Let's run KML presentation tool inside a container

Let's run Presentation Tool inside a Container. I will come over to what the Container is. Assuming you had software packages or projects, you share with your friend...

Let's run KML presentation tool inside a container

# Introduction

Let us run the Presentation Tool inside a Container. I will come over to what the Container is. Assuming you had software packages or projects, you share with your friend. He tried to run it, will encounter issues due to incompatible packages or dependencies or different operating system hosts. I had encountered these same issues back in my high school time while running and testing other Github repositories. As a simple guess, the program did not execute. We need a precise solution, independent of the system where the project runs successfully. Docker comes into the picture and then changes and knocks the DevOps world. Wait for a second, what is a Docker? It sounds like the Ducks elder brother at a pond. No, I was kidding. Docker is a tool that solves the earlier mentioned problem. It helps to create, deploy and run your application inside containers. ’

Oho new term again, what is a Container? You might have heard about containers from DevOps enthusiasts. Containers allow you to combo package up your application with your libraries, necessary dependencies. Eventually, deploy it to any cloud provider platforms or your end machine as one combo package. We will dockerize Liquid Galaxy KML Presentation Tool and learn how it plays the role of shipping it into multi-cloud platforms at production. Before knowing out the KML Presentation Tool, let us learn about what the Liquid Galaxy is. Liquid Galaxy is an open-source project founded by Google, started as a panoramic multi-display Google Earth also used for operations, marketing, research, and many more. KML Presentation Tool gives the user an interface that is capable of creating different sets of data configurations. And it sends to be displayed on a Liquid Galaxy. We will containerize the backend one (Node, MongoDB) and expose port 3000 from the Docker container. I assume that you know basic Linux commands and git essentials.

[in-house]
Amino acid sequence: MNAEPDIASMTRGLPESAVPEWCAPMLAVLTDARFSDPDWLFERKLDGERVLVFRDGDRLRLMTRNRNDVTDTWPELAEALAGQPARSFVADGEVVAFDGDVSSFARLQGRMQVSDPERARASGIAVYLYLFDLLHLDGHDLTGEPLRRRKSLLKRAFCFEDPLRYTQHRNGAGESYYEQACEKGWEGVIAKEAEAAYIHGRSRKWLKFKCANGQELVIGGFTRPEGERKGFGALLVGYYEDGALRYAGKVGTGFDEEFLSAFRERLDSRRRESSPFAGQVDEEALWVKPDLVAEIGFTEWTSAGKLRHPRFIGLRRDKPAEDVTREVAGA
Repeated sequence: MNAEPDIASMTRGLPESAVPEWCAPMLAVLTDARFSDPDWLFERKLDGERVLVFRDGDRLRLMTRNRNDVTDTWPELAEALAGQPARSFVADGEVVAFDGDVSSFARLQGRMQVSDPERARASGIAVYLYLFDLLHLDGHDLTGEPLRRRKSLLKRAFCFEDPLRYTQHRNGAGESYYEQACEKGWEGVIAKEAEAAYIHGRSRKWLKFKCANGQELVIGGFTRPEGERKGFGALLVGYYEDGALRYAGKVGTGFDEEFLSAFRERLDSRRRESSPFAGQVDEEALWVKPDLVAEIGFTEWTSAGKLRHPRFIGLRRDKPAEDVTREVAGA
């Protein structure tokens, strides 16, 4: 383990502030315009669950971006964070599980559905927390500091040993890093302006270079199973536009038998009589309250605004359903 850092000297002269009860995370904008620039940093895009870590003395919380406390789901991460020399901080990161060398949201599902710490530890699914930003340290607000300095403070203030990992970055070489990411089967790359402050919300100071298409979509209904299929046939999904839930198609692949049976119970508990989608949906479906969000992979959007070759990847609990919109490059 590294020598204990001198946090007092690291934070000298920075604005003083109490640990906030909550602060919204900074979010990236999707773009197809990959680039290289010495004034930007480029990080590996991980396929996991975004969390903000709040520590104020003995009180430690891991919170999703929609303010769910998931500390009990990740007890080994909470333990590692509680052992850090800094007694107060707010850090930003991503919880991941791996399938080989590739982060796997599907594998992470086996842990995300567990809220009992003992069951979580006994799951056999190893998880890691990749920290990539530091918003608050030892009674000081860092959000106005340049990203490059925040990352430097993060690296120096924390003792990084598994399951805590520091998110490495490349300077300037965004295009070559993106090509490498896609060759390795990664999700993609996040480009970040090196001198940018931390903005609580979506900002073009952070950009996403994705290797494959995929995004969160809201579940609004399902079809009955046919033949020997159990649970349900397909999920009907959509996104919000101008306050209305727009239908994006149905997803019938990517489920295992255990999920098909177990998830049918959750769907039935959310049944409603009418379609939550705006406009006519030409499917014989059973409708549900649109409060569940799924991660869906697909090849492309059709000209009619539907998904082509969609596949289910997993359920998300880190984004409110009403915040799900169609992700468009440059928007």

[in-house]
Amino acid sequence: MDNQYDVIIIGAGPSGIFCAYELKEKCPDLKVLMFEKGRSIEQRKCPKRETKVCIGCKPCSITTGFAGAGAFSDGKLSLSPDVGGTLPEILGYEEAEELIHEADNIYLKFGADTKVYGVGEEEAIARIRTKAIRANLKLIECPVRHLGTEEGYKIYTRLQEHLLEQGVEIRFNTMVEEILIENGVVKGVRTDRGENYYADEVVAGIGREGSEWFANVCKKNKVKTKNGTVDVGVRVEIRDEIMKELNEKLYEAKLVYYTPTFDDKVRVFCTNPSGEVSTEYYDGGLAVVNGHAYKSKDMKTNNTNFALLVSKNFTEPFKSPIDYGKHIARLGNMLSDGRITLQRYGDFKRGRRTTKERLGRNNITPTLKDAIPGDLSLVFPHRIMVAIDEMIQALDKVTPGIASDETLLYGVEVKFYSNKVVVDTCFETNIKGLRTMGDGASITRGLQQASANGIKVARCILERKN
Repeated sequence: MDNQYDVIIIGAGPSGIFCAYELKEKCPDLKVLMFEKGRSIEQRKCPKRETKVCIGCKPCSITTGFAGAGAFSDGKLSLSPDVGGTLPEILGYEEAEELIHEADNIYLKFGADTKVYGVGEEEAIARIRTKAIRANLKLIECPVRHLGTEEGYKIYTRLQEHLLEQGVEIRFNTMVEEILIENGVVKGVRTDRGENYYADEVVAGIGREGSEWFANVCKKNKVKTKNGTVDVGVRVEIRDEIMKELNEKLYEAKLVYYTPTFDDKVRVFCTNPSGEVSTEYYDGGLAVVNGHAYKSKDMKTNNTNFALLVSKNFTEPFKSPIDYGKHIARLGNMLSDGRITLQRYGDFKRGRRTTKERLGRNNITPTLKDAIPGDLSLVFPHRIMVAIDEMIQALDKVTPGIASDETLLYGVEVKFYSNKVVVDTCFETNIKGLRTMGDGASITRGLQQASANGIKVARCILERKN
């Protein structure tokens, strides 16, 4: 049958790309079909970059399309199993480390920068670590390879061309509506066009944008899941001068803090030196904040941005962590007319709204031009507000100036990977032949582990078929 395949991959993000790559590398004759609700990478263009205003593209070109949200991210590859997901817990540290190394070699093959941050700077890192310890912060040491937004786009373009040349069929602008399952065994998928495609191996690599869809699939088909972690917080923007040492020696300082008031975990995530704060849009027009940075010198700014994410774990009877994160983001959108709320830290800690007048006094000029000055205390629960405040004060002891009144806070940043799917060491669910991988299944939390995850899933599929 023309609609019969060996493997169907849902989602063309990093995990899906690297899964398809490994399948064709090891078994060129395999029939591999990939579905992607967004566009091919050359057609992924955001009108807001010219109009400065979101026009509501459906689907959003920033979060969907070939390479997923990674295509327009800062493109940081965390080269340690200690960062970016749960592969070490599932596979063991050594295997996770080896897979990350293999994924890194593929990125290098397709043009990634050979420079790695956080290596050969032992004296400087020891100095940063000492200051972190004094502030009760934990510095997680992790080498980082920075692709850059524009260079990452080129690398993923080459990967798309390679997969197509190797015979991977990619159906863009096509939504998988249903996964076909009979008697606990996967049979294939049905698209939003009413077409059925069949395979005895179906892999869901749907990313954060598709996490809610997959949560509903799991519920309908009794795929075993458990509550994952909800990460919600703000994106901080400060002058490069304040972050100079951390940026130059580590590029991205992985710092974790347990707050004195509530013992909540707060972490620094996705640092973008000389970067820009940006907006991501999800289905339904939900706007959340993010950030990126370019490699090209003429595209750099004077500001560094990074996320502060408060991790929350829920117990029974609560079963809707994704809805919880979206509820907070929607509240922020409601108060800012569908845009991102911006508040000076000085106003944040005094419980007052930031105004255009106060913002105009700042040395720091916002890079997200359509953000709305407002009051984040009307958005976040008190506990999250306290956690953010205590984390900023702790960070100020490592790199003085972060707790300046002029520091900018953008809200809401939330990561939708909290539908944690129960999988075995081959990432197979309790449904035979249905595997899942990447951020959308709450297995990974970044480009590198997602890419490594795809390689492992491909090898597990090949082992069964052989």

First of all, clone the Repository. It might even take hours if your internet is not stable. Make sure you have a good internet connection. Sometimes it happens when you are at a dorm, and the internet is not stable. Trust me, I have gone through this experience.

git clone

Let us create three files called .dockerignore, Dockerfile, and docker-compose.yml inside the directory.

cd Presentation-Tool
touch .dockerignore Dockerfile docker-compose.yml

Here, I used cd to change the directory after cloning the repository and used touch to create, change and modify the timestamps of a file.

Note: If you haven’t installed Docker on your machine, you can follow official documentaion or use the below commands if you are using Ubuntu Distro.

sudo apt install

Let’s copy and paste the below code in corresponding files like we used to do from the StackOverflow when the issues arises. Before we are going to change this whole universe by writing code, you have to remember how to copy [Ctrl +c], cut [Ctrl +x ], and paste [Ctrl +v ]. Trust me, it will save your time a lot and makes you productive.

Running your Node application inside a Container can be preferred as copying your files to the directory and installing packages. If you are building a Node application, you have to create an image to run it in the container. It includes your code, configurations, runtime, and many more.

Inside DockerFile

Dockerfile ``Dockerfile FROM node:latest

RUN mkdir -p /usr/src/app

WORKDIR /usr/src/app

COPY package.json /usr/src/app

RUN npm install

COPY . /usr/src/app


CMD [ “npm”, “start” ]